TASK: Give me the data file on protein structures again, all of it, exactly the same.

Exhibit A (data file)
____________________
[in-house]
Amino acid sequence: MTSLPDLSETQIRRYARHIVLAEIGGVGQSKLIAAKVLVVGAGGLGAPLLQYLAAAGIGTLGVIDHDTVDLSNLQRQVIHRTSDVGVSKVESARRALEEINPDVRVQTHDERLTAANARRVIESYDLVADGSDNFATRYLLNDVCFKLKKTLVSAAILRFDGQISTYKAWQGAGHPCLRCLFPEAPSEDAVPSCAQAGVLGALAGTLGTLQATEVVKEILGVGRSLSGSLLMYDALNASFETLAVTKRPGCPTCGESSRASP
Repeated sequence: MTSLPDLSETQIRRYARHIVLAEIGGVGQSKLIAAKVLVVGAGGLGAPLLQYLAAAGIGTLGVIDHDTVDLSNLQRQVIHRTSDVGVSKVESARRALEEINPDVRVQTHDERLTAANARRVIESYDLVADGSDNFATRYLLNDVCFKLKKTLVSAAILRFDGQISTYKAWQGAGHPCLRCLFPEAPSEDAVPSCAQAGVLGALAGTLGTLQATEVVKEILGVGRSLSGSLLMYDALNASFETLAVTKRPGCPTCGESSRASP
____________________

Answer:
[in-house]
Amino acid sequence: MTSLPDLSETQIRRYARHIVLAEIGGVGQSKLIAAKVLVVGAGGLGAPLLQYLAAAGIGTLGVIDHDTVDLSNLQRQVIHRTSDVGVSKVESARRALEEINPDVRVQTHDERLTAANARRVIESYDLVADGSDNFATRYLLNDVCFKLKKTLVSAAILRFDGQISTYKAWQGAGHPCLRCLFPEAPSEDAVPSCAQAGVLGALAGTLGTLQATEVVKEILGVGRSLSGSLLMYDALNASFETLAVTKRPGCPTCGESSRASP
Repeated sequence: MTSLPDLSETQIRRYARHIVLAEIGGVGQSKLIAAKVLVVGAGGLGAPLLQYLAAAGIGTLGVIDHDTVDLSNLQRQVIHRTSDVGVSKVESARRALEEINPDVRVQTHDERLTAANARRVIESYDLVADGSDNFATRYLLNDVCFKLKKTLVSAAILRFDGQISTYKAWQGAGHPCLRCLFPEAPSEDAVPSCAQAGVLGALAGTLGTLQATEVVKEILGVGRSLSGSLLMYDALNASFETLAVTKRPGCPTCGESSRASP